Compatibility with other Suites

This guide tells you information about the used Ambisonic format and the compatibility with other plug-ins suites.

The short facts

The IEM Plug-in Suite uses the AmbiX convention, that is ACN channel ordering and SN3D normalization. That is the current standard, which most plug-in suites use. Some older suites use the Furse-Malham (FuMa) format, in order to use them with AmbiX, you’ll need to convert their signals to AmbiX and vice versa.

Here’s a short and non-complete list of plug-in suites which also use the AmbiX convetion and can be used directly with the IEM Plug-in Suite:

  • Matthias Kronlachner’s ambix plugin suite
  • SPARTA / Compass plug-in suites
  • SSA-Plugins
  • BlueRippleSound plug-ins

AmbiX format

The AmbiX format is the current standard for Ambisonics. It handles two important things: the channel ordering and the normalization. Both are related to the spherical harmonics, the math behind Ambisonics. Let’s take a look!

Channel ordering: ACN

The channel ordering used in the Ambix Format is called ACN which stands for Ambisonic Channel Order. What a greate name! The difference to the FuMa odering is that the channels aren’t ordered alphabetically any more. Here the first oder components for both FuMa and ACN: FuMa: WXYZ ACN: WYZX

(W is the omni-directional signal; X, Y, and Z the figure-of-eights in x, y, and z direction)

So why that non-sense? Well, let’s say it’s math… However, in combination with the SN3D normalization it has a neat property, which will we come to in a minute (or second for the fast readers)!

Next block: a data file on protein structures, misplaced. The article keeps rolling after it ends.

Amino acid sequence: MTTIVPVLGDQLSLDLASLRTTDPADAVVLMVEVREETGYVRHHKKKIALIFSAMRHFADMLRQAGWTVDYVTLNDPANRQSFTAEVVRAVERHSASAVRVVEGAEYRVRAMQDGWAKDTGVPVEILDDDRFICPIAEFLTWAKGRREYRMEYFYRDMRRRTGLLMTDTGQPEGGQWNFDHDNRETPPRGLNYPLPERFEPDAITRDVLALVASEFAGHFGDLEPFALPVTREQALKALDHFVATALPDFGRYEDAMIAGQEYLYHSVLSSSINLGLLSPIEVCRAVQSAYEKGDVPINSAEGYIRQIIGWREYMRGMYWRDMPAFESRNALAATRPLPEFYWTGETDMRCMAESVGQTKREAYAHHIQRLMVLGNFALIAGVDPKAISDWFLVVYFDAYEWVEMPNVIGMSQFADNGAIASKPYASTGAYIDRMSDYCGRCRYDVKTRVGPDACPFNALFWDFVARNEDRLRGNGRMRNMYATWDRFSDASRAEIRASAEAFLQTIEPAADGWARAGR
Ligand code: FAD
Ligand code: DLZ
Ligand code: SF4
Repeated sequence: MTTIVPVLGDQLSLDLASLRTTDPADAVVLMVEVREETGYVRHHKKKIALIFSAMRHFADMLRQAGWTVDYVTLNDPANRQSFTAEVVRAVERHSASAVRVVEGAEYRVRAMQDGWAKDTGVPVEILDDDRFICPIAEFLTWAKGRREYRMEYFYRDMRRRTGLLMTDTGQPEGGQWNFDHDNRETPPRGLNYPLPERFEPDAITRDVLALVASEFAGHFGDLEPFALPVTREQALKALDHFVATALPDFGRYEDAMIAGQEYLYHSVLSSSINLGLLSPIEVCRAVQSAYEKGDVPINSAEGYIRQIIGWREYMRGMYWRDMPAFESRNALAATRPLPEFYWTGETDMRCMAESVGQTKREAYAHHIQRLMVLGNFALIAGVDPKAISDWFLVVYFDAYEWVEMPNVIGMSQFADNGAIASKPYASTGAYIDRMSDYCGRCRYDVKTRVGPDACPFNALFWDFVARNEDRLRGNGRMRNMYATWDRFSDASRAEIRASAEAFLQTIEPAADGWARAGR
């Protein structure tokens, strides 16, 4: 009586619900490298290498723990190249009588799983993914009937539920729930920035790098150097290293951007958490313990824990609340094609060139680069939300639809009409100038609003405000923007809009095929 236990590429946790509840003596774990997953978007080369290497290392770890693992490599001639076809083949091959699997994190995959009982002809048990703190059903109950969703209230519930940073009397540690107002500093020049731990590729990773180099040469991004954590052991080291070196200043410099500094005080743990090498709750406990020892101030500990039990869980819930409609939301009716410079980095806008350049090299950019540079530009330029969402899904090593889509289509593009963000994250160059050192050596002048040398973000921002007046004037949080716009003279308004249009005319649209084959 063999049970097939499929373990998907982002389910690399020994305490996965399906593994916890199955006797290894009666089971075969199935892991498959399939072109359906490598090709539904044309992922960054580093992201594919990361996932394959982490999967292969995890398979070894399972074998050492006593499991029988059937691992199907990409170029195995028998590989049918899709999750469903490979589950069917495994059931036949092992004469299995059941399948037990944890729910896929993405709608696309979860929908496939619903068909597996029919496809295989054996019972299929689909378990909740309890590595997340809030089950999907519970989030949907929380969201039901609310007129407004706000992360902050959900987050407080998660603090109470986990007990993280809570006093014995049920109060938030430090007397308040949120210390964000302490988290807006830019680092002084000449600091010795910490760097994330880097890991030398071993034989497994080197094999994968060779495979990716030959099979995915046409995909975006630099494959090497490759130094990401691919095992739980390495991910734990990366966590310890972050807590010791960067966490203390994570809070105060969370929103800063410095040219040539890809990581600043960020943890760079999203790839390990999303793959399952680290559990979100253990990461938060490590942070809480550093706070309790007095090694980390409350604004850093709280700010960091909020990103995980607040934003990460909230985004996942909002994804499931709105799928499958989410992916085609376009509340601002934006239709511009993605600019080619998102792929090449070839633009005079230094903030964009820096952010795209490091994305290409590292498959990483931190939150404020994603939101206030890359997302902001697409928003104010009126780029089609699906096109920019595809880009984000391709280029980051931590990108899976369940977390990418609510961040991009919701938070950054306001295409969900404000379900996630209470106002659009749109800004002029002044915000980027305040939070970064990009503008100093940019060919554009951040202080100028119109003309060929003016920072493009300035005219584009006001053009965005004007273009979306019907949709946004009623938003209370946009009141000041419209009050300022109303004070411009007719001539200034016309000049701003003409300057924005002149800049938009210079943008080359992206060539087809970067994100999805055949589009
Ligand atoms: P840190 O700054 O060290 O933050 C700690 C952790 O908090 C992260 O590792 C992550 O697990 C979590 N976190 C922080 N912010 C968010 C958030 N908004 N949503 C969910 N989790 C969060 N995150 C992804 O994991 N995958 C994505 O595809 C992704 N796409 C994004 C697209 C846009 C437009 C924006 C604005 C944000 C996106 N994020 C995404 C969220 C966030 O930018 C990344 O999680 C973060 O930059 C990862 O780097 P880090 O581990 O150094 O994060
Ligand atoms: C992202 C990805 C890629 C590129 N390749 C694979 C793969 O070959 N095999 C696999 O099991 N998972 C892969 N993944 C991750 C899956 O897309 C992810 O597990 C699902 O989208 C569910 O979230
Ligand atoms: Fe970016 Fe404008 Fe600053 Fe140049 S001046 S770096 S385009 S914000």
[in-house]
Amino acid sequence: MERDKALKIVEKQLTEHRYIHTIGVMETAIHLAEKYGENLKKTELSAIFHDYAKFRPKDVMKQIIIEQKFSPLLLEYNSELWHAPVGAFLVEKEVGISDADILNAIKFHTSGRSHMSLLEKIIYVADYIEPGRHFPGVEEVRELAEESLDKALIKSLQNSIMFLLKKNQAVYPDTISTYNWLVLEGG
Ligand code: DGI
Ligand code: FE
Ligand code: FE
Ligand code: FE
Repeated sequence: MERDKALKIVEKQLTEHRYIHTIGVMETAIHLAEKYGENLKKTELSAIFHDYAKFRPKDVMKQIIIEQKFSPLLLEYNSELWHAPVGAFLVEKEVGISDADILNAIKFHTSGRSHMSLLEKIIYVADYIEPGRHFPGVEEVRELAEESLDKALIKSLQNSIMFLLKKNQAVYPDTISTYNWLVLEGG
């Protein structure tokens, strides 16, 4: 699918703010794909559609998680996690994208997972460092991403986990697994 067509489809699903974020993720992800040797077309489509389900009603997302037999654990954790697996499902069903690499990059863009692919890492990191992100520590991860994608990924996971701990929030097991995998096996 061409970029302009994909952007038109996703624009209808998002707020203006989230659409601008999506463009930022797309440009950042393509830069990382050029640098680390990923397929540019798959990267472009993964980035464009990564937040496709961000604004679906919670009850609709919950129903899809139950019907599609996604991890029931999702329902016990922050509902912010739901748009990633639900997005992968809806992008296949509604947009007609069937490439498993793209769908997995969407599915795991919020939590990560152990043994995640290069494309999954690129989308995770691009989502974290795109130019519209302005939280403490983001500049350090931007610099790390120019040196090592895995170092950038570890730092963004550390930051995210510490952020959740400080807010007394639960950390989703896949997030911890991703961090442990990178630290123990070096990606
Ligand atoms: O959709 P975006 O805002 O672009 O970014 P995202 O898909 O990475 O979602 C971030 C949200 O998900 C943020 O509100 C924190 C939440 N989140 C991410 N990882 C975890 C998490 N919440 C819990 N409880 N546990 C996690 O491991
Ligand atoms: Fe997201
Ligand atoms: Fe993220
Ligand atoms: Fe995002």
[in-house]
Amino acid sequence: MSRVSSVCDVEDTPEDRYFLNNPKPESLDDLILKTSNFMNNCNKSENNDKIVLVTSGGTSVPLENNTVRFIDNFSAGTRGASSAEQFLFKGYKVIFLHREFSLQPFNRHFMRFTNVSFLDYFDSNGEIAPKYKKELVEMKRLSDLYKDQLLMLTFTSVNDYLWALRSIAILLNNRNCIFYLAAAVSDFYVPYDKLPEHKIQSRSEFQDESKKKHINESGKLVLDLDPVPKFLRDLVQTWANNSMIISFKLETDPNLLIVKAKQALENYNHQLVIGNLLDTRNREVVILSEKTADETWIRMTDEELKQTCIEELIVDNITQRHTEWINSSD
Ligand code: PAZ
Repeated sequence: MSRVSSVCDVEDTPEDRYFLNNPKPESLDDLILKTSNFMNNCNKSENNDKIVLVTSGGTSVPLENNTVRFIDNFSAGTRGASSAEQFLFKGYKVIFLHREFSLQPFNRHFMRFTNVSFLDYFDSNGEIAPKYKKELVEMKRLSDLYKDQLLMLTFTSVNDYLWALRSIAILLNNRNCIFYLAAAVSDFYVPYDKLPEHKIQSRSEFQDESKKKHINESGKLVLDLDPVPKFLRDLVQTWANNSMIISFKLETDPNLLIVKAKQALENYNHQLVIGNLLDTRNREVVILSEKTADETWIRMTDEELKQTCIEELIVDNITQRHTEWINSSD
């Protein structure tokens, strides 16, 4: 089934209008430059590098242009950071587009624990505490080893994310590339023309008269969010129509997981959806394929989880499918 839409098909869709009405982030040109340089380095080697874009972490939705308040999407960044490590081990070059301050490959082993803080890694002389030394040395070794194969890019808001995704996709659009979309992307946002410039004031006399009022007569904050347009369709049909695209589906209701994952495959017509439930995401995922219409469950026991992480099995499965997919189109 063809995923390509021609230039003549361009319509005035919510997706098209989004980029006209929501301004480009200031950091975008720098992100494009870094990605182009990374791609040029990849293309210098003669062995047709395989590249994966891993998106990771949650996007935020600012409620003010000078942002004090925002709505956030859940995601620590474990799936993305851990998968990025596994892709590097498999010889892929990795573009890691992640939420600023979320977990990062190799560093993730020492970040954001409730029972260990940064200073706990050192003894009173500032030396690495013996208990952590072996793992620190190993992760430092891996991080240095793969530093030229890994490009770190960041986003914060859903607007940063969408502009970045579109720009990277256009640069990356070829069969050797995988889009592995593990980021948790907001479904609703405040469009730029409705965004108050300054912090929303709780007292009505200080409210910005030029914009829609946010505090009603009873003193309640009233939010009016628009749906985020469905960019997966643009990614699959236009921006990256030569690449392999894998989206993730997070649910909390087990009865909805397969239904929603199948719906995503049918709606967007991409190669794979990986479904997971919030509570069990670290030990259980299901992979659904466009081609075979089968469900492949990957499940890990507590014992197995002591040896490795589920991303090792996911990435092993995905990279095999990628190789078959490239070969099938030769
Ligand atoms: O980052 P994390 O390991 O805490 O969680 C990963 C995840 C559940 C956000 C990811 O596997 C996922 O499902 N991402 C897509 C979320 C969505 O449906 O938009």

SN3D Normalization

Semi-normalization is used in the AmbiX format. This one makes sure that when you encode a source, the levels of all channels won’t exceed the one in the first (omni, W) channel. In general, this is quite handy, so that clipping doesn’t occur in your DAW.

Note: in a mix, the levels can exceed the one of the omni-channel!

N3D normalization on the other side will boost the signals in each order, which will lead to very high levels let’s say in the 7th order components in channels 50-64. So why would N3D be any good? Well, the math only works in N3D. For a matter of fact, things like beamforming or decoding (which is the same actually), will happen in N3D. But you as a user don’t have to take care of that, the plug-ins will internally apply a conversion if necessary, no worries :-)

Encoding a signal using the IEM Plug-in Suite

Per default, signals will be encoded with SN3D and ACN. You can set the normalization to N3D in most plug-ins, but you shouldn’t, as then the signals won’t be AmbiX compatible any more. Please do that only, if you know what you are doing :-)

When using spherical harmonics, the coefficient (factor/weight) for the omni-channel is usualy 1/sqrt(4*pi) which is something like 0.282094792. In all encoders, the encoding coefficients will be adjusted so that the omni channel will have unity gain.

On the other side, when decoding, e.g. with the **Probe**Decoder the weights are adjusted, so that encoding into one direction and decoding with the same direction will lead to unity again.

The neat property!

Using SN3D and ACN, in other words AmbiX, the first two channels of your Ambisonic signals will hold mid/side signals, which you can simply decode with a mid/side decoder, like the one which comes with Reaper. So a very very simple StereoDecoder would be exactlyt that. Neat, right?